A fear of foreigners and "collective narcissism" were two of the main factors that drove a majority in Britain to vote to leave the EU, according to a study.
Researchers at London Goldsmiths University found that xenophobia was strongly linked to the Leave vote regardless of age, gender or education. Elsewhere, the study found that the idea that the UK was not "sufficiently recognised by others" also led to people backing Brexit during the referendum in June 2016.
The study defined collective narcissism as a mass belief that a group - in this case the British population - deserved special treatment and demanded acknowledgement and respect from others.
Collective narcissism has been linked to the rejection of foreigners and to the "direct and indirect retaliatory hostility in response to real or imagined offences to the in-group".
Agnieszka Golec de Zavala, a senior lecturer in psychology at Goldsmiths and lead author of the study, said that collective narcissism "differs from feeling proud to be British or thinking of oneself as British".
She explained: "We know only that collective narcissism predicts xenophobia. We wanted to see whether there was a link between collective narcissism and voting motivated by xenophobia."
To do this, the researchers conducted two questionnaires – one shortly after the EU referendum and another in September 2106.
In the first study, 280 participants who voted were asked a series of questions including the extent to which they agreed with the claim that immigrants threatened the UK way of life, British citizens' jobs and personal rights, freedoms and physical health.
The study found that agreement with these statements was strongly related to the tendency to vote for Brexit and happiness with the referendum's outcome.
The study also explored three personality traits that were independently related to both xenophobia and support for Brexit. The first was right-wing authoritarianism ("obedience and respect for authority are the most important virtues children should learn"), social dominance orientation ("we should not push for group equality"), and collective narcissism ("I will never be satisfied until my national group gets all it deserves").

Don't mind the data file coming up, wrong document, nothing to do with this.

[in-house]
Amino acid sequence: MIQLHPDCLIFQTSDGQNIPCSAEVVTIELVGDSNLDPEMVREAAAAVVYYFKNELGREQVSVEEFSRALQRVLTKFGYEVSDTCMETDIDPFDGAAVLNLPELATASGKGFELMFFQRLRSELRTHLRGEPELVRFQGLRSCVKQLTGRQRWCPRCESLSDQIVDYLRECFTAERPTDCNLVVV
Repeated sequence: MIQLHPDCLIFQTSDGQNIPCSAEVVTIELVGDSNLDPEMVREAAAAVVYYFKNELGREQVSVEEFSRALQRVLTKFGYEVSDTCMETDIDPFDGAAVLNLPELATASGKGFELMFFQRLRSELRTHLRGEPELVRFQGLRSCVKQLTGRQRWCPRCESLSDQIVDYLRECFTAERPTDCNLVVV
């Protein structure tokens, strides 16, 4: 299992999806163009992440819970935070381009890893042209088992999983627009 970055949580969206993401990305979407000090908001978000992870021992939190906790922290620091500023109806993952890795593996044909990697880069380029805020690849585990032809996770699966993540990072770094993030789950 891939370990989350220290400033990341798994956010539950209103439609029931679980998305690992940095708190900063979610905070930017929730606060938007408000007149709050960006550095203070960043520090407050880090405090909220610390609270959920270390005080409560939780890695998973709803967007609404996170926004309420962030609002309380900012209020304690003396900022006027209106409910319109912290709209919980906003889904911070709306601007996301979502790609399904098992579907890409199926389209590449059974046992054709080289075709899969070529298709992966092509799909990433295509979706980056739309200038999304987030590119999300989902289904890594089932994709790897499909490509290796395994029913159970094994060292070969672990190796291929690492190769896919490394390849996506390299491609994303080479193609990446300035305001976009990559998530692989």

A second study, conducted just after the government announced support for the hard Brexit option, also found that people who valued their British identity or believed it was great to be British were not more likely to reject immigrants or support Brexit, so making a distinction between patriotism and xenophobia.
According to the research, the idea of collective narcissism has "rarely been considered" in the context of voting behaviour.
Speaking to Research Gate, Zavala added: "National collective narcissism stood behind the Brexit vote but also behind the Trump vote in the US.
"It is linked to support for the nationalist, ultraconservative, Eurosceptic government in Poland and in Hungary. It is linked to support for dictatorial rule of Vladimir Putin in Russia. The concept of collective narcissism was first introduced to describe the sentiments stirred by the Nazis in Germany.
"Our studies show that collective narcissism systematically predicts prejudice, aggression and a tendency to interpret even ambiguous or innocent behaviours of others as provocation to the national group.
"If we care about diverse societies and harmonious intergroup relations, a collective narcissistic definition of our national identity is not what we should strive for or spread."